Q: Although the standard does not require employees to participate in medical surveillance, can an employer make such participation mandatory?
A: Nothing in the standard precludes an employer from requiring participation in medical surveillance programs, as appropriate under other applicable laws or collective bargaining agreements.
Q: Paragraph (h) requires employers to make an initial (baseline) medical examination available to each employee required to wear a respirator for 30 or more days per year unless the employee has received an examination that meets the requirements of the standard within the last three years. Can an employer rely on an employee’s verbal statement that he or she has already received such an examination?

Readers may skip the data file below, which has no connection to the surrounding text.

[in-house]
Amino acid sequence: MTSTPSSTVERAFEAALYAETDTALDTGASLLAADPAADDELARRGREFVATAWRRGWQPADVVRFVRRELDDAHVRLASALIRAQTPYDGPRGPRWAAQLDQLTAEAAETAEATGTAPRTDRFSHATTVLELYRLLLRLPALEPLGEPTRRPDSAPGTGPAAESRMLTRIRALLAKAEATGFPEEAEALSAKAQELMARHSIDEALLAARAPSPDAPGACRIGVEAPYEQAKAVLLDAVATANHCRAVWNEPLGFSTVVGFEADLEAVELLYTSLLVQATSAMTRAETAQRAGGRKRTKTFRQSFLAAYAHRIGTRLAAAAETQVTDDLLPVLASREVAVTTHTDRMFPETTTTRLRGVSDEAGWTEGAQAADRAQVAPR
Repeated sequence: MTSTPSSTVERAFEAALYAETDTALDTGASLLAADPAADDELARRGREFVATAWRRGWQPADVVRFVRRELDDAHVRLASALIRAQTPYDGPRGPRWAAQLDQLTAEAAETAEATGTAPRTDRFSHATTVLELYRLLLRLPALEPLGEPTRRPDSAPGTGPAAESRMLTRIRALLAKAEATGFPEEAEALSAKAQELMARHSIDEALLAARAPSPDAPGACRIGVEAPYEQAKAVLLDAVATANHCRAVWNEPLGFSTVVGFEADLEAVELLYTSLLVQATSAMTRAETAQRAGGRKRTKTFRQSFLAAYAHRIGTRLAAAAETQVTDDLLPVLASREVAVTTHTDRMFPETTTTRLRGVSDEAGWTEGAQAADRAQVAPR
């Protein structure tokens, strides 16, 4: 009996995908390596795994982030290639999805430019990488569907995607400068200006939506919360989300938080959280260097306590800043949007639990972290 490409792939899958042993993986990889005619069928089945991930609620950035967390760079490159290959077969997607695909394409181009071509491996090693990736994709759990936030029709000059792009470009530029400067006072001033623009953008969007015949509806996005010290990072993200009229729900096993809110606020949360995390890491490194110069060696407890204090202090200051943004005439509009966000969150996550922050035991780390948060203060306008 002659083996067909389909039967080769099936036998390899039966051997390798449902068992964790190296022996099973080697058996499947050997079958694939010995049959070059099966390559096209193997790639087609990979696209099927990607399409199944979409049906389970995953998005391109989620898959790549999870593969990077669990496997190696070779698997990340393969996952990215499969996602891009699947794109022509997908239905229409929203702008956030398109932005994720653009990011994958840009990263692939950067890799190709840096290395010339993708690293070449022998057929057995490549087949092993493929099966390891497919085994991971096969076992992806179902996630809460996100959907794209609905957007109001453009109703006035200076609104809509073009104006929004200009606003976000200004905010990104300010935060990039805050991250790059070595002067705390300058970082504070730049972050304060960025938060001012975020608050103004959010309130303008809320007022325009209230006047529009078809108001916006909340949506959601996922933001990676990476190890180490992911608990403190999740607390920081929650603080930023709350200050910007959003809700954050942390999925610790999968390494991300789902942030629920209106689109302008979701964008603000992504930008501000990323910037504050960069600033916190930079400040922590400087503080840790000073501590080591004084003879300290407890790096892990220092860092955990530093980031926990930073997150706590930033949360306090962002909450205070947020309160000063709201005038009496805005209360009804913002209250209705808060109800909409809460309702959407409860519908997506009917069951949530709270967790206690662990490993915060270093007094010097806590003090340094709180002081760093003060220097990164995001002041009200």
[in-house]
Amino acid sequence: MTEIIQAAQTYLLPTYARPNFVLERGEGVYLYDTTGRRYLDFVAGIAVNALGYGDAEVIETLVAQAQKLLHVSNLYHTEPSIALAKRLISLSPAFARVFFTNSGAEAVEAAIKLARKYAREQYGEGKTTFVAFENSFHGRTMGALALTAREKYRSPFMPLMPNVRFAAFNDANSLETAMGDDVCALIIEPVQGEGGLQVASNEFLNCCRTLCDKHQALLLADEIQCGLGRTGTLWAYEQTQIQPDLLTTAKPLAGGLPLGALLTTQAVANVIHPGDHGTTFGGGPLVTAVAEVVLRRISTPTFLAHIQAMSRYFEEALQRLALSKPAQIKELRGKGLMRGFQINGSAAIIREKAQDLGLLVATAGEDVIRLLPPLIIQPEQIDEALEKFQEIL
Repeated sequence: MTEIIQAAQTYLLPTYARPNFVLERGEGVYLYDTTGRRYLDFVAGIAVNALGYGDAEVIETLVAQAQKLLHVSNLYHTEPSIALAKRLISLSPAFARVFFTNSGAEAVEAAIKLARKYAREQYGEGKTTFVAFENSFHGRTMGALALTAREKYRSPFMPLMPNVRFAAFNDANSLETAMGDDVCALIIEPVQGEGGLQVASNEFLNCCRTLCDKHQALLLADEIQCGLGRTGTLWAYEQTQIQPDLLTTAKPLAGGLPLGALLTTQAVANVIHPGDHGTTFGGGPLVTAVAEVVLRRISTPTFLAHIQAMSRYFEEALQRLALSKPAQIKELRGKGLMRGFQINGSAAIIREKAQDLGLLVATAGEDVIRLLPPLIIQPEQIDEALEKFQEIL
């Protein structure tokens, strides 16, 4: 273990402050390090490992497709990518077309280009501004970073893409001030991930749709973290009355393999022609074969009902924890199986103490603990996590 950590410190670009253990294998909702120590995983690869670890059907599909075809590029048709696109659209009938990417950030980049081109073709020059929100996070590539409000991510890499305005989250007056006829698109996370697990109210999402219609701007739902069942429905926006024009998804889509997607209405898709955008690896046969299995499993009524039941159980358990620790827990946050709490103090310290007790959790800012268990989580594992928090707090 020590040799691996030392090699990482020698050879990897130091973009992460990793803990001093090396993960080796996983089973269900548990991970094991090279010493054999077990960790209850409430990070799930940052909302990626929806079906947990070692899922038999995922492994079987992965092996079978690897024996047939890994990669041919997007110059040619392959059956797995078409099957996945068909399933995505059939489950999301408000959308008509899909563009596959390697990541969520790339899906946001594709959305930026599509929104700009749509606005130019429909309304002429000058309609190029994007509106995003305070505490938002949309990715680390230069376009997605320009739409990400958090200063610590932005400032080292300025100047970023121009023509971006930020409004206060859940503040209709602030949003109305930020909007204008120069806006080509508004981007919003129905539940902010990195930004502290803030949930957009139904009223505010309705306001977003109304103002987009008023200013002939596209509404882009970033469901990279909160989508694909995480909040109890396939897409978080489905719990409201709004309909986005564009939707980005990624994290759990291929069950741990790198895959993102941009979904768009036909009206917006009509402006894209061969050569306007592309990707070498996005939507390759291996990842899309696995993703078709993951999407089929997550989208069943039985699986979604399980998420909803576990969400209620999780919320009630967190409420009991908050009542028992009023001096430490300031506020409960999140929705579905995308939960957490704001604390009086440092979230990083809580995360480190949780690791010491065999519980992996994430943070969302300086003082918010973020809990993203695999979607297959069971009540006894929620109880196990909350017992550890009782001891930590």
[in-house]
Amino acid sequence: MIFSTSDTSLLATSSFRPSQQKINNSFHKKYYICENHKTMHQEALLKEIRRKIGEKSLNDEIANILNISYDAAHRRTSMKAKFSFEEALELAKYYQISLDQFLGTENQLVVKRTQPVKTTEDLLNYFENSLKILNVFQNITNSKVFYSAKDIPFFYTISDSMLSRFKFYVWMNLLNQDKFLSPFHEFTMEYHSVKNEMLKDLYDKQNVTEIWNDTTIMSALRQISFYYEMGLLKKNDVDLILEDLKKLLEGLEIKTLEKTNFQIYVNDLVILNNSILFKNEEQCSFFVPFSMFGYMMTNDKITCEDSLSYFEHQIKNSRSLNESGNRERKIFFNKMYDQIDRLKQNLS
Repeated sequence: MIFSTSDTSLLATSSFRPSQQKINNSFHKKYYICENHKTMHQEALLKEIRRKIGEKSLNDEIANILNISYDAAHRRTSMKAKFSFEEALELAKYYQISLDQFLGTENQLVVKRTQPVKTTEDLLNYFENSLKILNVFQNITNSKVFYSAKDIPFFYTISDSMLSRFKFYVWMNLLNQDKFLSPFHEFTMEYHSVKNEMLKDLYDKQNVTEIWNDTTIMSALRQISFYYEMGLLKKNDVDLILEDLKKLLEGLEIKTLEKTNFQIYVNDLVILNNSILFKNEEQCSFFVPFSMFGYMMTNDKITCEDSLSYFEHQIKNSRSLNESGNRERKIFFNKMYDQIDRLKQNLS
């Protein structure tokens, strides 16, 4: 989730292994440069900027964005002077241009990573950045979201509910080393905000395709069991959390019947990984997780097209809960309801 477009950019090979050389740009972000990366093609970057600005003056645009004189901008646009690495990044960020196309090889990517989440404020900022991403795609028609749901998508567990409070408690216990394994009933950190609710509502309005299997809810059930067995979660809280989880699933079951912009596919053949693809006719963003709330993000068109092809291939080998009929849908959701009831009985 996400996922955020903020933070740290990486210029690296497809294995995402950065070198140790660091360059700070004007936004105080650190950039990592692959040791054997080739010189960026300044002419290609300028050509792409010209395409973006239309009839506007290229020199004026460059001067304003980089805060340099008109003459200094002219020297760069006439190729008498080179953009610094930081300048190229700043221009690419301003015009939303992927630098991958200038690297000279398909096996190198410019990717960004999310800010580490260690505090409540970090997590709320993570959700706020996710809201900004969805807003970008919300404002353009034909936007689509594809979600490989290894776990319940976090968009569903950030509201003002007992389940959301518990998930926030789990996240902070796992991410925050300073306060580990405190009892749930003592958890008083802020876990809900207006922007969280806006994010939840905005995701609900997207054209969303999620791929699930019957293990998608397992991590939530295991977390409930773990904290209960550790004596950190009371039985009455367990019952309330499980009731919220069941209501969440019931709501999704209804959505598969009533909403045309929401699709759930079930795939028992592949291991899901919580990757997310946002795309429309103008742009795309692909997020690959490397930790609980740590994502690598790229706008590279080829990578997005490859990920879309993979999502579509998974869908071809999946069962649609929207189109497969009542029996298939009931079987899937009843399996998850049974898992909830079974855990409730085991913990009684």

A: No. An employee’s verbal statement that he or she received an initial medical examination from a prior employer is not sufficient to discharge the employer’s responsibility to offer such an examination.
Q: The standard requires respirator use under certain circumstances. Under OSHA’s respiratory protection standard, employees must be medically able to use a respirator. What are the employer’s responsibilities for employees who are assigned a task that requires the use of a respirator under the standard, but is not medically able to use a negative pressure respirator?